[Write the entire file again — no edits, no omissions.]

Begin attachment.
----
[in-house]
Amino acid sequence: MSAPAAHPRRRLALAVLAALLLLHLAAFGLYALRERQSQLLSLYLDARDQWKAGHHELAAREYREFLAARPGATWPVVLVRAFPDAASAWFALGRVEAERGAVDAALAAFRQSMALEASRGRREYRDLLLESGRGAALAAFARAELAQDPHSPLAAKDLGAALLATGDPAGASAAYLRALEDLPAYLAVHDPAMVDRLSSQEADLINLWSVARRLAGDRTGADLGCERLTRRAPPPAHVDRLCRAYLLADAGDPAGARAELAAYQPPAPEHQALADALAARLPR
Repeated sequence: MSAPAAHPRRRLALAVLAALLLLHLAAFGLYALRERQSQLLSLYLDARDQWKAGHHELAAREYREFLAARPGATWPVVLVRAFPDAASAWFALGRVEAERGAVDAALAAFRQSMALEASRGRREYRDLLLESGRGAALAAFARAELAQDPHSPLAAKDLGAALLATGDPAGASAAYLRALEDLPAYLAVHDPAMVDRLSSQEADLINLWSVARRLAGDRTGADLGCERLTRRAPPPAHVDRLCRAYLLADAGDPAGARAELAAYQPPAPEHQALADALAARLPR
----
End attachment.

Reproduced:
[in-house]
Amino acid sequence: MSAPAAHPRRRLALAVLAALLLLHLAAFGLYALRERQSQLLSLYLDARDQWKAGHHELAAREYREFLAARPGATWPVVLVRAFPDAASAWFALGRVEAERGAVDAALAAFRQSMALEASRGRREYRDLLLESGRGAALAAFARAELAQDPHSPLAAKDLGAALLATGDPAGASAAYLRALEDLPAYLAVHDPAMVDRLSSQEADLINLWSVARRLAGDRTGADLGCERLTRRAPPPAHVDRLCRAYLLADAGDPAGARAELAAYQPPAPEHQALADALAARLPR
Repeated sequence: MSAPAAHPRRRLALAVLAALLLLHLAAFGLYALRERQSQLLSLYLDARDQWKAGHHELAAREYREFLAARPGATWPVVLVRAFPDAASAWFALGRVEAERGAVDAALAAFRQSMALEASRGRREYRDLLLESGRGAALAAFARAELAQDPHSPLAAKDLGAALLATGDPAGASAAYLRALEDLPAYLAVHDPAMVDRLSSQEADLINLWSVARRLAGDRTGADLGCERLTRRAPPPAHVDRLCRAYLLADAGDPAGARAELAAYQPPAPEHQALADALAARLPR